amber, this was so incredible and moving. i came home after a busy day at work, and the sky is gray and misty, and the tulip tree is blooming outside my window and i am eating a leftover cantaloupe smoothie i made last night…and i read this. i just felt like i was in heaven slowly reading and gazing at these images. thank you for this beautiful journey. music makes the world alive. i am so glad you can play the fiddle and like ade, i CANNOT WAIT to see you play sometime. maybe i will learn stand-up bass ;) and we’ll have our all-girls folk band after all!

i love the entire community that revolves around this like some inter-dimensional psychic whirlwind of music and craft and love and lore. what a beautiful life luke and his wife and partner and apprentice have made out there, and how lucky you are to become a tiny part of it! the collection blows my mind. every single detail so rich and fascinating and pure. the way the sea, and immigration, and family and culture (lindberg’s plane!) and the land and religion and love all come together in pure inspiration in these beauties.

oh and yes, alison, i can definitely see why ! ;)

Sara April 19, 2011 at 2:24 am

Oh, goodness, this post makes me so so so happy. What an amazing way to start the morning.

Gah, so many instruments it just kills me! And I saw tons of mandolins in the background, AND some templates for f-style ones (maybe?). You are so very lucky to have been able to talk with real luthiers. The craft is one I’ve been interested in for a very long time (I even fancy I was one in a previous life ;) ). There’s just so magical about being able to craft something aesthetically beautiful, practical, and capable of melodic sound. A perfect trifecta. And to think about all the positive vibes and love that go into making instruments. The woods must just soak that up. Gosh, imagine playing a mandolin or violin or cello or any other instrument that was made by a luthier. And WOAH, what about one that was custom made for YOU. Must be heaven. That guilute may have made my heart stop beating for a second. My fingers are itching to try it out!

I also have to tell you that it’s admirable for you to pick up a new instrument! I hope you love it :) And I bet you and Mycie will be playing duets in no time.

OH! Also, there’s this book called, Trader, by Charles de Lint. One of the main characters is a luthier, and the whole thing is this urban fantasy, instrumental, musical, magic amazingness. I seriously recommend you check it out. You’d probably love it :)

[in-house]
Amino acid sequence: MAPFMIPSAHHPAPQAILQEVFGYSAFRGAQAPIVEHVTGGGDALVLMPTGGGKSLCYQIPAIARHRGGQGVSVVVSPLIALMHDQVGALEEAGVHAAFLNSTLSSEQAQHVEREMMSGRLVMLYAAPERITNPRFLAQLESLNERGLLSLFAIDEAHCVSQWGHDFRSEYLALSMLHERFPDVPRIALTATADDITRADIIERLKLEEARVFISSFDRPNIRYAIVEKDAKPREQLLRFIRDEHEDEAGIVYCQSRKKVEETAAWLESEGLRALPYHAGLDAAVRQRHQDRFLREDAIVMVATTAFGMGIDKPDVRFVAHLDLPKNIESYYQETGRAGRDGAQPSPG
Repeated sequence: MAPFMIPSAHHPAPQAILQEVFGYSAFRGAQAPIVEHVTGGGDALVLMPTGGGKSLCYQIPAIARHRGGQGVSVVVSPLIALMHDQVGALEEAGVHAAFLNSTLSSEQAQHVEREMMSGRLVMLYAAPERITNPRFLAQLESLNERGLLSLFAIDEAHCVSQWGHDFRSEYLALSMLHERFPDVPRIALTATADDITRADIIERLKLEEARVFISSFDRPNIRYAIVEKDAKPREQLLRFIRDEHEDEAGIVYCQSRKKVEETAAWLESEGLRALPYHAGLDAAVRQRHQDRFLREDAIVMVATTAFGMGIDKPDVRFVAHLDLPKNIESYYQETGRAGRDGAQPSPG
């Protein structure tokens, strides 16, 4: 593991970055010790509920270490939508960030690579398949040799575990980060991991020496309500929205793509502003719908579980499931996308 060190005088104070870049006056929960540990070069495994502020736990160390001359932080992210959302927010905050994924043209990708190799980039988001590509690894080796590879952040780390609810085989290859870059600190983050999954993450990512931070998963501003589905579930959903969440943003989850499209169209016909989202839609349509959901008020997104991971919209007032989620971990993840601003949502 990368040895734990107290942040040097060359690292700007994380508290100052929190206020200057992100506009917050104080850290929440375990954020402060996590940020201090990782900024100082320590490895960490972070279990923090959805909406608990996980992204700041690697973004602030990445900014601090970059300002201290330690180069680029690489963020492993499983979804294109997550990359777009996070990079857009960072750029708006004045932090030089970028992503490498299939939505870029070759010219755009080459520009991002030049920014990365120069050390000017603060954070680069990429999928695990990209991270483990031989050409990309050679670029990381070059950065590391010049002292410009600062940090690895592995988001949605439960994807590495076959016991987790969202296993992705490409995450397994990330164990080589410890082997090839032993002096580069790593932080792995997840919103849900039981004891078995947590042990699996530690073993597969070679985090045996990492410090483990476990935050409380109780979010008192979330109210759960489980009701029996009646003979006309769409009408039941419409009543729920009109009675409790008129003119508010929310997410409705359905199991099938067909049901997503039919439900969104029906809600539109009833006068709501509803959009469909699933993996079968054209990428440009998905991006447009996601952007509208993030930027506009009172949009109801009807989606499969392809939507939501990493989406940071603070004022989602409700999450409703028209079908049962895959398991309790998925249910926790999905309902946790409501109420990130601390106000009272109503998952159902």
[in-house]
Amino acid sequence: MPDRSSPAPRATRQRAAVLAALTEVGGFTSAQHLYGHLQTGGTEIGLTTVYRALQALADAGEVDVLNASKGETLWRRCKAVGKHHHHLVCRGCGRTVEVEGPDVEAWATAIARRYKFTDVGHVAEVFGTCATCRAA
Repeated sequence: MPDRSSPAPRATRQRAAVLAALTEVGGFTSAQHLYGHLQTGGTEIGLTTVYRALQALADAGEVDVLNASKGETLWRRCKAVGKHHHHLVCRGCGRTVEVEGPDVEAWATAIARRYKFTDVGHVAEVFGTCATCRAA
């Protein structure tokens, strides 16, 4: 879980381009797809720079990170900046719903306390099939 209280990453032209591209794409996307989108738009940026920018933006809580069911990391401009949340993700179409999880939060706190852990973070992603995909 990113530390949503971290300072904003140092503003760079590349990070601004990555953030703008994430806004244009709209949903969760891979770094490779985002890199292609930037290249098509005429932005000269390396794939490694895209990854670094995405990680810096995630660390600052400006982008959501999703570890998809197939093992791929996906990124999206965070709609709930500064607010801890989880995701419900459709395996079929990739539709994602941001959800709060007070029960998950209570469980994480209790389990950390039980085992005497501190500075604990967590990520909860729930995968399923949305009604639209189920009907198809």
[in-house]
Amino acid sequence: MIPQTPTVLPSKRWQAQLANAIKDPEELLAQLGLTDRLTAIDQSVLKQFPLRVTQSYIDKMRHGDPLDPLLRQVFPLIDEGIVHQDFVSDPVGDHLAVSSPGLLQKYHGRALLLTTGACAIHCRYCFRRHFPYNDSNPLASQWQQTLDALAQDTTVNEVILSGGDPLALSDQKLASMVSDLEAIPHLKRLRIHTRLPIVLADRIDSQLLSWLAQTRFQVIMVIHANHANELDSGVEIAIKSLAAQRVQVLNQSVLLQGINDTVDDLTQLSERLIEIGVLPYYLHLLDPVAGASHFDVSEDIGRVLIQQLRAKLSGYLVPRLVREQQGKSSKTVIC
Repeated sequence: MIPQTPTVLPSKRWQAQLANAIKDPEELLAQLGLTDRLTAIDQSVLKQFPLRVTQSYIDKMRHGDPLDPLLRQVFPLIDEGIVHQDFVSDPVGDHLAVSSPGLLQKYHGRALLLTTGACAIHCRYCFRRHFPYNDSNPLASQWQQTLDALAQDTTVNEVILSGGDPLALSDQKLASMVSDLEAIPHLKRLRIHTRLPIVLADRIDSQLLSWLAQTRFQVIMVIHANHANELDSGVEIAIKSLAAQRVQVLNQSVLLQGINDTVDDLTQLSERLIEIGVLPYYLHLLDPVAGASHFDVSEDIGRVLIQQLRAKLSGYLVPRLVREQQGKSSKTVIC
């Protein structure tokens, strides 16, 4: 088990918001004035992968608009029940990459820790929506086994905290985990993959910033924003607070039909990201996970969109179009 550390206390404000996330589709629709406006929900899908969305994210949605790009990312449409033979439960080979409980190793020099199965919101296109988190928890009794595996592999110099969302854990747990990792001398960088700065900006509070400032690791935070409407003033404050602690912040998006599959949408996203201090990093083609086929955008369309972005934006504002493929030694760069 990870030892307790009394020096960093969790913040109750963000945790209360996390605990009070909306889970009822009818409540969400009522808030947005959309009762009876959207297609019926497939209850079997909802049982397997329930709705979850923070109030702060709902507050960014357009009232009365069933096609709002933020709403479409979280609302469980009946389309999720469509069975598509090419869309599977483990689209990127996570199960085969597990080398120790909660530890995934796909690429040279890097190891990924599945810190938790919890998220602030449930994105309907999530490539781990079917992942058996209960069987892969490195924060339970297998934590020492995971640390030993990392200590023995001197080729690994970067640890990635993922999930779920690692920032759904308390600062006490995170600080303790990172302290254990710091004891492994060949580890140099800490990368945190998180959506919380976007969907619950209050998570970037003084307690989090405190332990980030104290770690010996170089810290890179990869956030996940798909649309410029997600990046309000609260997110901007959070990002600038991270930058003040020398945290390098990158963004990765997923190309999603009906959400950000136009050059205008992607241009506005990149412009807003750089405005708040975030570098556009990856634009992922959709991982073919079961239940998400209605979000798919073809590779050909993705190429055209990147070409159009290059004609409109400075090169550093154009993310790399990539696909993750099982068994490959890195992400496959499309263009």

Thank you again for such a lovely post!

Missa April 19, 2011 at 2:41 am

Oh my goodness Amber, this post is magic, pure magic…

I am vicariously giddy just imagining how inspiring this must have been for you. I did a little gasp when I saw the whale inlay, not because of how beautiful it is (and it is so beautiful!) but because I knew how you must have felt when you saw it, as if this enchanted workshop were giving you an affirmation of sorts that this new path you’ve chosen to journey down is worthy of your efforts :)

You really did an amazing job of telling the story of this beautiful place and the people who give life to these amazing musical works of art. Not to mention, the images are GORGEOUS, what light in this place!

miss claire April 19, 2011 at 6:38 am

I cannot thank you enough for this post… I love peeking into shops far, far away and this one is particularly interesting as I am a violinist too! I’ve been playing for many years, but have only recently become interested in folk musics of the world…Thank you for the stories, photos and descriptions. What a magical shop!


Tony April 20, 2011 at 10:53 am

Very cool. Yes it is fun to spend time in the shop.

hank alrich April 21, 2011 at 8:17 pm

Nice post, Amber. Luke is “my” luthier, and has been for years now. I drive six hours round trip so that my instruments can receive his blessings. It is always well worth the trip.

Margot April 22, 2011 at 3:16 pm

Wow! I’ve been in the shop many times for Luke to attend to my violin, viola, and a number of bows, but reading this article makes being in the shop a brand new experience. You seemed to have asked all the right questions for Luke to provide such wonderful information and stories! And also, the photographs were beautiful! Just a really terrific piece! Thank you so much for it!

Sands April 24, 2011 at 8:18 am

What a beautiful essay, in both photos and words, Amber! I too have been in Luke’s shop dozens of times (love it when he says, “I think you’ll like this…” and brings out some AMAZING thing he’s found, purchased, repaired). What a lovely and long-overdue testament to his love for and abilities with stringed instruments of every size and shape and variety. Thank you so much for your own art in bringing this to us!

Sasha April 24, 2011 at 10:23 pm

WOW. i can’t really say anything that the ladies (and gents) before me have not already said, but WOW…… what a tour. those are some AMAZING instruments. i can smell the wood! thanks for taking the time to write this detailed post! (-:

Alison from Rags and Feathers Vintage April 29, 2011 at 8:03 pm

What a beautiful post! Gorgeous pictures of beautiful instruments, many of which are familiar to me and some of which are not. I actually have a ukelin (the “late 19th century harp guitar”) myself that I couldn’t resist buying when I saw it at a thrift store!